The slasher is perhaps one of the most complex and grossly misunderstood genres under the horror umbrella. It’s earned a bit more of the latter as it represents a ton of movies that put grizzly murders and kill scenes over story, on top of showcasing a preference for female/queer/minority victims as opposed to more traditional male-type victims (although there’s plenty of them as well).
And yet, when a good slasher shows its teeth and goes beyond the blood and gore to say something (without sacrificing the bloodletting, mind you), it can go leagues beyond anything on the market. Ti West‘s X is one such slasher, and it is a masterful example of how special the genre can be.
X follows a group of porn filmmakers and performers as they set off to a remote farm in rural Texas to shoot their own little skin flick in the hopes of making it big. The film’s producer, Wayne (played by Martin Henderson), finds an old couple that’s willing to let them stay in a little wooden guest house on their land. Problem is, the old couple have no idea why this group of young-ish people are out there in the first place, and they don’t seem the type you want to catch on their bad side.
The focus on porn performers, who take up most of the small cast, is an interesting one. West—who wrote and produced the movie as well—uses this to address the role. These types of characters play in most slasher films.
It’s usually the case that the porn performer or the hyper sexed-up character is defined primarily by the libido. Character development comes second, if at all. This is the character that secures his or her death by being so horny that they try to have sex in dark and dirty places the guy with the sharp knife is most definitely holed up in waiting for that very thing to happen.
Sex-crazed character gets killed, perhaps by way of genital or sexually-charged mutilation, and so their job is done, which is to remind the audience that intense fixations on sex can only lead to bad things.
X attacks that note, aggressively. It shreds it to pieces in favor of propping up a set of characters that take ownership over their chosen profession while championing their right to freely chose what to do with their bodies. The argument isn’t, “Fuck you, I can do what I want, morality be damned.” It’s more, “What we’re doing is labeled as immoral by people that choose not to understand our life choices and so we stand against their unfair judgments.”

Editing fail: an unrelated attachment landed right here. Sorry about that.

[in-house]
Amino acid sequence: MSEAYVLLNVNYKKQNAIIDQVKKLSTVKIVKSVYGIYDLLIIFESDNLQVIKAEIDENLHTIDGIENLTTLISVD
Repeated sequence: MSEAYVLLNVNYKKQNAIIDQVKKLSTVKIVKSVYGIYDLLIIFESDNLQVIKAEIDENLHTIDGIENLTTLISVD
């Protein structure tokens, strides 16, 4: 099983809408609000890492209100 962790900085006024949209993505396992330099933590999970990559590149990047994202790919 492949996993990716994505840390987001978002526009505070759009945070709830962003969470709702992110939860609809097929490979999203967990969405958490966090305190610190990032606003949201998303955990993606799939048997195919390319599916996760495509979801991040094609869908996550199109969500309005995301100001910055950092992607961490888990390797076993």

The message comes across clearly thanks to West’s unwavering approach to not just allowing the erotic aspects of the plot to shine through but also by giving his characters a chance to express what they represent so honestly. This is perhaps best appreciated through the characters of Maxine (Mia Goth), Pearl (also played by Goth), and Lorraine (Jenna Ortega).
Maxine is set to be the star of the porn film, which is called The Farmer’s Daughter and seems to have only one male lead called Jackson (Scott Mescudi). Lorraine is a boom operator that struggles with her values while making the porno. Maxine and Lorraine have a particular scene in which their differing views on the kind of movie they’re making clash and it’s one of the most important in the entire movie.
Without giving much away, the relationship between Maxine and Lorraine is fascinating because of how unsteady it is. It leads to places that defy expectations, going for things that complicate the debate over moral values and personal freedoms without having inhibitions of any kind.
Of course, this is all put into perspective with the character of Pearl, the old lady that lives on the farm and that starts observing the performers from the shadows. She represents a kind of repressed mentality that ultimately leads her to view the main group as people underserving of the freedoms they embody.
It’s no mystery that the old couple eventually become X‘s slashers, but West does a phenomenal job of once more going against the grain to develop them as fully-fledged characters, with arcs of their own. This is where the movie stands tall above recent slasher fare. Its villains aren’t out to hurt by violent means alone. They want to get their point across too, twisted as it is.
This leads to a series of kill sequences that more than earn the slasher classification. The violence in X is brutal and, more disturbingly, inventive. West goes out of his way to not just become an homage to movies like The Texas Chainsaw Massacre (1974), a movie that clearly inspired the production. Instead, he finds in his influences the means to create something that’s genuinely different from anything else out there. The very violent killings are evidence of that and their visceral enough to become some of the best new examples of great slasher bloodletting.
The same goes for the movie’s soundtrack, camera work, and editing. There’s a bit of Quentin Tarantino in West’s approach to X, with everything being somewhat larger than life without becoming absurdly cartoonish. There’s a logic to the decisions that made it to the screen and they point to the makings of a truly great slasher movie.
With an after credits trailer for a kind of origin story focusing on Pearl, the old killer lady but in her younger days, and talk of the story aiming for a trilogy of sorts, X is becoming an exciting new fixture on the horror landscape. It delivers on all fronts and achieves something not many slashers can lay claim to: it makes you think about the why behind the killings instead of just the killings.